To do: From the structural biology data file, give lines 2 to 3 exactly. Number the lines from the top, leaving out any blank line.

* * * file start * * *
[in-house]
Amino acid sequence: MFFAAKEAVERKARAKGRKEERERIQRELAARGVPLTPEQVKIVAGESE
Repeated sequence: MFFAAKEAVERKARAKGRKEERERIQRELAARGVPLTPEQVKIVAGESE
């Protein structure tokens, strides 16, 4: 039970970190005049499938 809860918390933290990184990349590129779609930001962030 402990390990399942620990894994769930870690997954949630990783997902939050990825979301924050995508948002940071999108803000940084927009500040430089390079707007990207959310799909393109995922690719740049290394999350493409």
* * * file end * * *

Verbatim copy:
Amino acid sequence: MFFAAKEAVERKARAKGRKEERERIQRELAARGVPLTPEQVKIVAGESE
Repeated sequence: MFFAAKEAVERKARAKGRKEERERIQRELAARGVPLTPEQVKIVAGESE